Beatles – A Hard Day’s Night (Dr. Ebbett DBM-016)
A Hard Day’s Night (Dr. Ebbett DBM-016)
A Hard Day’s Night, I Should Have Known Better, If I Fell, I’m Happy Just To Dance With You, And I Love Her, Tell Me Why, Can’t Buy Me Love, Any Time At All, I’ll Cry Instead, Things We Said Today, When I Get Home, You Can’t Do That, I’ll Be Back
A Hard Day’s Night is The Beatles’ third LP and was first released on July 10, 1964 to correspond with the release of the film. The first compact disc release was on February 26, 1987 in mono only. Many collectors complained about the mono transfer by EMI for the first four albums, but particular complaint has been centered on this album. Part of the reason why the official release was so bad was because the record company at first wanted to issue it in stereo, but they were not satisfactory to George Martin and he simply transferred the stereo mixes into mono, losing a lot of the bass and drum sounds leading to a need for needle drops of the original mono LP. Millennium Remasters issued the mono at least twice. The U.K. collection (PMC 1230/MFSL 1-103) came out in 2002 with both the mono and stereo versions. Collectors noted there seems to be faint traces of vinyl surface noise on the mono transfer. Two years later they issued both the mono and stereo LPs again (EAS 70123/EAS 80552). The mono was again taken from the 1982 mono LP box set while the stereo didn’t come from the MFSL edition but rather the 1978 blue box.
Dr. Ebbett first issued the mono A Hard Day’s Night (PMC 1230) in 2003. This new version is on silver pressed disc instead of cdr and is, as one reviewer noted, “excellent mono – centered and clear. As with the other UK mono albums offered by the Doc I prefer this one over the official Apple release.” The DBM version is pristine and clear with no mastering faults whatsoever. It is also interesting comparing the differences between the stereo and mono mixes of the songs which reveal several differences. The mono “A Hard Day’s Night” is several seconds shorter than the stereo. In “I Should Have Known Better,” there is no gap in the harmonica introduction and the mono has three repeats of the closing line instead of four. Lennon’s opening vocal is not double tracked in the beginning of “If I Fell” and “Tell Me Why” as it is in stereo. The artwork is again inspired by the MFSL covers for some odd reason, but in general this is an nice sounding transfer of the UK mono LP.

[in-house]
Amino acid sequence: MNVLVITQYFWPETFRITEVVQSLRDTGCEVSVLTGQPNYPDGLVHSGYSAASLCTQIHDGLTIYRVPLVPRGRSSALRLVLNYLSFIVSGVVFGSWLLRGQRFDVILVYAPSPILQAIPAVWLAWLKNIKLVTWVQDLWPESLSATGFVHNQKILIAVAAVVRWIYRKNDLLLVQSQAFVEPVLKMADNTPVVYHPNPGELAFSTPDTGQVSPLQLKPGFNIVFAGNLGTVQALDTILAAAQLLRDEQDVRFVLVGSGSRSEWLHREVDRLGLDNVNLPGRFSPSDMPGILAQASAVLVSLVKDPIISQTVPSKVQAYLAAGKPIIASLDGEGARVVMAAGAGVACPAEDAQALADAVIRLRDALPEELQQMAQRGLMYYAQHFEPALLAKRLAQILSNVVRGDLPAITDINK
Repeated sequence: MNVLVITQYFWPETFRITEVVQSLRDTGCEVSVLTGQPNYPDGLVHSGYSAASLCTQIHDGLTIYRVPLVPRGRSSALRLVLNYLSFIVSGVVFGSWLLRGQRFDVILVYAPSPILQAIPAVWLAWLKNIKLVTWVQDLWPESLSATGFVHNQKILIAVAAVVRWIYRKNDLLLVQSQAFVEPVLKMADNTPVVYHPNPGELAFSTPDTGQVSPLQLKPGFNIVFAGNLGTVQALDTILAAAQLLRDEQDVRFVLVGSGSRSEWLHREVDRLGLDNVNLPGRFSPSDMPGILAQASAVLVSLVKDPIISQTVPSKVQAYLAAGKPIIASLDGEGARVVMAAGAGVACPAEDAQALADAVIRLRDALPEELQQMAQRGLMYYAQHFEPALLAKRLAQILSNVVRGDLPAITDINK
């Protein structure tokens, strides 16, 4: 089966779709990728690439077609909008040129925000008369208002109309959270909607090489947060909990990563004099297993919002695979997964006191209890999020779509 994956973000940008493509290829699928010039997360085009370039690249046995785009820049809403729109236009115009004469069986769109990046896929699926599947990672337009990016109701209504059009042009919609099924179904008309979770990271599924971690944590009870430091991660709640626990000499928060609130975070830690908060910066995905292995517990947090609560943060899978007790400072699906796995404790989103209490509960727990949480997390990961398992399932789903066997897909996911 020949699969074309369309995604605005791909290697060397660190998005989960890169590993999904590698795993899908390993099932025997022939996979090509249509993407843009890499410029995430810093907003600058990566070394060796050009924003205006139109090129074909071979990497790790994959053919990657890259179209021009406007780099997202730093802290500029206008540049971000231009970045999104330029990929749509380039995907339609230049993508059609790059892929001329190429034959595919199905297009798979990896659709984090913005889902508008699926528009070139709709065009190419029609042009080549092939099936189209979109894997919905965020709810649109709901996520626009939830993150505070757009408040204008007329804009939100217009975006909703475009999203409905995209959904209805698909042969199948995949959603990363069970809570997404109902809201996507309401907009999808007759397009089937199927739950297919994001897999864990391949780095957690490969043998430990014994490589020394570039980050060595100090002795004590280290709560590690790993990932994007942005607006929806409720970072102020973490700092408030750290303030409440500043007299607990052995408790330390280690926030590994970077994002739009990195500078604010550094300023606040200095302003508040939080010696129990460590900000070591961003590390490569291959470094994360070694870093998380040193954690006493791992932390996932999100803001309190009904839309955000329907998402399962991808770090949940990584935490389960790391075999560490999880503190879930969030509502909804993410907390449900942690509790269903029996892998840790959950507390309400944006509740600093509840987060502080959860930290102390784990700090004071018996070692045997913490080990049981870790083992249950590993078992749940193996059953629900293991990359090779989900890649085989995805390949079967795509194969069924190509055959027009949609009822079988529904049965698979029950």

N.B. Dr. Ebbett repressed the disc for this release.If you liked this review, buy me a cup of joe. (Suggested: $3 a shot or $7.5 for a double)